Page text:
Program Legislation

During the first half of 1996, Security were enacted as part of tain senior citizens who work to their retirement benefits and the priations bill. major changes in Social two bills: one allowing cerearn more without reducing other, a long overdue appro-

Enacted in Early 1996”
the growth in average wages. Approximately 1 million people will be affected by this provision. There are no changesin the earningstest for beneficiaries aged 62-64 who can earn up to $8,280 in 1996 before their benefits are reduced $1 for every $2 earned above this lower threshold. Retirees aged 70 or older are not subject to the earnings test. The “substantial gainful activity” amount applicable to individuals who are statutorily blind, which determineshow much they can earn without losing disability benefits, was previously linked to the retirement earnings test threshold for individuals aged 65-69. However, it will not increasein step with the new law. Instead, the amount will remain at the oldlaw threshold, adjusted annually basedon the national average wage index. To offset the costsof raising the earnings limit, two major changeswere made in present law dealing with ending entitlement to certain categoriesof disability benefits and to stepchildren.

Public Law 104-121
The first bill, “The Contract with America Advancement Act of 1996,” was signed into law on March 29, 1996 (Public Law (P.L.)104- 12 l), and contained four titles: the Senior Citizens’ Right to Work Act of 1996, the Line-Item Veto Act, the Small Business Growth and Fairness Act of 1966, and a provision to permanently increase the public debt ceiling from $4.9 trillion to $5.5 trillion. Only the first title, the Senior Citizens’ Right to Work Act of 1996, is important to Social Security.

Increase in Earnings Threshold
Under prior law, Social Security beneficiaries between the ages of 65-69 had their Social Security benefits reduced by $1 for every $3 earned in excess of $11,520 in 1996. The legislation increases the amount a beneficiary can earn before benefits are reduced in increments over a 7-year period. Beginning in 1996, the threshold rises to $12,500 and will reach $30,000 in the year 2002, as follows: a Earnings test thresholds, T -7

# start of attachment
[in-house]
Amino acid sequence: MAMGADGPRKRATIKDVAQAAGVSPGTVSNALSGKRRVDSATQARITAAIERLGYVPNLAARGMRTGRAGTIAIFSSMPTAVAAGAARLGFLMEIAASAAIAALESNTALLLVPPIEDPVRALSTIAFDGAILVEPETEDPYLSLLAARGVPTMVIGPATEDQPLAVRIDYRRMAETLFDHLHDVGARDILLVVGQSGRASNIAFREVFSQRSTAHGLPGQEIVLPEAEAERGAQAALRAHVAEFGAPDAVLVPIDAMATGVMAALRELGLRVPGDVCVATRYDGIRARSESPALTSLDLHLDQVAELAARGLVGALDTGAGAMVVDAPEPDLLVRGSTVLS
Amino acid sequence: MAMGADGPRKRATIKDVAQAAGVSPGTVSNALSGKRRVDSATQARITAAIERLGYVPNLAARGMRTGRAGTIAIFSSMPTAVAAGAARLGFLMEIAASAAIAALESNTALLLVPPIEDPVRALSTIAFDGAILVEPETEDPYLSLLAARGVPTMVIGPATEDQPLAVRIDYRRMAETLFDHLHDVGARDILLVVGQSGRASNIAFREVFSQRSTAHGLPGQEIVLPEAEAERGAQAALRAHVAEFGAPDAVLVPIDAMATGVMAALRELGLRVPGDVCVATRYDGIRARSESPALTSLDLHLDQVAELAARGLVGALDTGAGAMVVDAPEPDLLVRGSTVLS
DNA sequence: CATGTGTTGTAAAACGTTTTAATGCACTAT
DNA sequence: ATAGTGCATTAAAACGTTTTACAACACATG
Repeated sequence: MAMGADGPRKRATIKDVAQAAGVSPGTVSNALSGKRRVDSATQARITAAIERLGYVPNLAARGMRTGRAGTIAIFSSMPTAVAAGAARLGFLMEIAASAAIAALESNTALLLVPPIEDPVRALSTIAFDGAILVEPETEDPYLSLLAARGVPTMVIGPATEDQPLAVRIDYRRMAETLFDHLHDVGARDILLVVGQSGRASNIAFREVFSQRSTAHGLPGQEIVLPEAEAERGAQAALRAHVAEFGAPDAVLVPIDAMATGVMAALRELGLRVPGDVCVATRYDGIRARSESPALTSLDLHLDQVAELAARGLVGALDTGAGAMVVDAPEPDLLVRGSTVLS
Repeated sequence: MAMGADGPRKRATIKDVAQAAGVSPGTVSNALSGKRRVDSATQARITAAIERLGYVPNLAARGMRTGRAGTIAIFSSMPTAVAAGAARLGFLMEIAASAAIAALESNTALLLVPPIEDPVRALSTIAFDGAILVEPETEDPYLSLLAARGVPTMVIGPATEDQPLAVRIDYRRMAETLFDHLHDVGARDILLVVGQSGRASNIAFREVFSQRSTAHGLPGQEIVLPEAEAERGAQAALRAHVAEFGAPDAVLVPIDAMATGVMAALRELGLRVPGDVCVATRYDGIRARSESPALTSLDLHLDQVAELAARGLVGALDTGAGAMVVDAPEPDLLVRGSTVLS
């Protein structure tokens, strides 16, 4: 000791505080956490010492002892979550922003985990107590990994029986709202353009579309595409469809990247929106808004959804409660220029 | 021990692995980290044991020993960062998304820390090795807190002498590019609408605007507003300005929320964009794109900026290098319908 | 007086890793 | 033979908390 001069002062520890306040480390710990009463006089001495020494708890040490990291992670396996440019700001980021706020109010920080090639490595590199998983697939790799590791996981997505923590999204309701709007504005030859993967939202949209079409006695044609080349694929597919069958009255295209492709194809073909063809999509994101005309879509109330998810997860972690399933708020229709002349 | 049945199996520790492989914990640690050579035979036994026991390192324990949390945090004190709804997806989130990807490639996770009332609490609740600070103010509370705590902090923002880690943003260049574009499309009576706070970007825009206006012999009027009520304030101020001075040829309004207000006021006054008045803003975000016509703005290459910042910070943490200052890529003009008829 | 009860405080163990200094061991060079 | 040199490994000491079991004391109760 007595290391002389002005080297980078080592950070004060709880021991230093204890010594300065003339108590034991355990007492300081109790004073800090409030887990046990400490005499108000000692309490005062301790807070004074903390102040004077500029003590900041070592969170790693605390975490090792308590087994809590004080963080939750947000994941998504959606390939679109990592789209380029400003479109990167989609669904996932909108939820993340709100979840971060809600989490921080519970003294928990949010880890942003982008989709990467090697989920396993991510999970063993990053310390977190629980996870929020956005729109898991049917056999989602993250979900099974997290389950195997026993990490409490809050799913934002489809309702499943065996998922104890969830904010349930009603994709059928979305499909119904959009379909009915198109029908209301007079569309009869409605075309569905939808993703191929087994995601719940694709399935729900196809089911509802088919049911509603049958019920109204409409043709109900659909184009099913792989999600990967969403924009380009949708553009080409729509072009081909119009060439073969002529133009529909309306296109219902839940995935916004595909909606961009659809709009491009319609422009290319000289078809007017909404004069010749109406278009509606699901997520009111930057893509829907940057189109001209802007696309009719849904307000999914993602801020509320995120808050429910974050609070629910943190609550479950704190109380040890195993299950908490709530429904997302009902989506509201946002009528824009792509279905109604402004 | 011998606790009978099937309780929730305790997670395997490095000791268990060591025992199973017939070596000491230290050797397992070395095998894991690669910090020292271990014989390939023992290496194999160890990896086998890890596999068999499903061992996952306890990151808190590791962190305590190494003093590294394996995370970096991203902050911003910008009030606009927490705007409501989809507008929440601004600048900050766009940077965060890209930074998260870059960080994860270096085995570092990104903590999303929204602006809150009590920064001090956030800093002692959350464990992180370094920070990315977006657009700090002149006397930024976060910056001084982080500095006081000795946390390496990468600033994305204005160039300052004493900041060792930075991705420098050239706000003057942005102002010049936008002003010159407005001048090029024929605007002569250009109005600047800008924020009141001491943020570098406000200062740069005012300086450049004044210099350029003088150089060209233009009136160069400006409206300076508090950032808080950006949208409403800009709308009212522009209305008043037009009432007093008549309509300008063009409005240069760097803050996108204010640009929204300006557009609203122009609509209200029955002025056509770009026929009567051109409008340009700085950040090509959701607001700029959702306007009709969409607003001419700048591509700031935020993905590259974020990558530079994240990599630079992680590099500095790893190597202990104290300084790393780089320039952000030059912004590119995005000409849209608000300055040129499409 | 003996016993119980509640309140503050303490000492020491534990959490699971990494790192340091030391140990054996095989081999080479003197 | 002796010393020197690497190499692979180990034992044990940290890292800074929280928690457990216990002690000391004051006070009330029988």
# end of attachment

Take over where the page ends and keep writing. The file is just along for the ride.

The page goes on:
Year 1 Exempt earnings new law

Denial of Disability Benejits to
Drug Addicts and Alcoholics

As a result of the new law, payment of benefits for disabilities resulting from drug addiction and alcoholism are being eliminated. Drug addiction and alcoholism are eliminated as a basis for disability under both the Disability Insurance (DI) program and the Supplemental Security Income (SSI) program. This provision applies to individuals whose claims are finally adjudicated on or after March 29, 1996. For current beneficiaries, this provision will apply on January 1, 1997. The Social Security Administration must: (1) notify current drug addiction and/or alcoholic beneficiaries of the new provisions by June 27, 1996; and (2) complete new medical determinations by January 1, 1997, for affected current beneficiaries who request a new determination within 120 days after enactment of the legislation. Individuals with a drug addiction or alcoholism condition who are disabledfor purposesof receiving Social Security or SSI disability benefits basedon other impairmentswill still be able to qualify for benefits basedon that disability. However, in these casesthe new law requires that benefits be paid to a representative payee if the Commissionerof Social Security determinesthat the individual is incapable

1996-2002 Estimated exempt
earnings under prior law -___ $11,520 12,120 12,600 13,080 13,560 14,160 14,760

_I
1996 .............. .. ............. ’ 1997 .,............................ 1998 .,......._.................... 1999 ......... .. .. ........... .. .... 2000 .,._....._.................... 2001..._....._...................., 2002 ._............................i $12,500 13,500 14,500 15,500 17,000 25,000 30,000 ~_____~

After 2002, the annual exempt amount will be indexed to

*Rita L. DiSimone, Program Analysis Staff, Office of Research, Evaluation, and Statistics, Social Security Administration.

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of managing benefits. These beneficiaries will also be referred to the appropriate State agency for substance abuse treatment. These provisions apply to applications filed on or after June 1996. Under the Substance Abuse Prevention and Treatment Block Grant of the Public Health Service Act, an appropriation of $50 million for each of fiscal years 1997 and 1998 is added, on a priority basis, for activities relating to the treatment of drug and alcohol abuse.

Dependency Testfor Stepchildren
Two restrictions are placed on a stepchild’s eligibility for benefits based on their stepparent’s account, to ensure that benefits are only paid to stepchildren who are truly dependent on the stepparent for their support, and only as long as the natural parent and stepparent are married.
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The stepparent must provide at least 50 percent of the stepchild’s support; for survivor’s benefits, the stepparent must have provided at least 50 percent of the child’s support immediately prior to death. (The option for finding dependency based on “was living with” is to be eliminated). This provision is effective for benefits of individuals who become entitled after June 1996. If the natural parent and the stepparent of an entitled stepchild divorce, benefits to the stepchild based on the work record of the stepparent will terminate the month after the month in which the divorce becomes final. This provision is effective for final divorces occurring after June 1996. provisions of P.L. 104-

Additional Social Security-related 121 are listed below.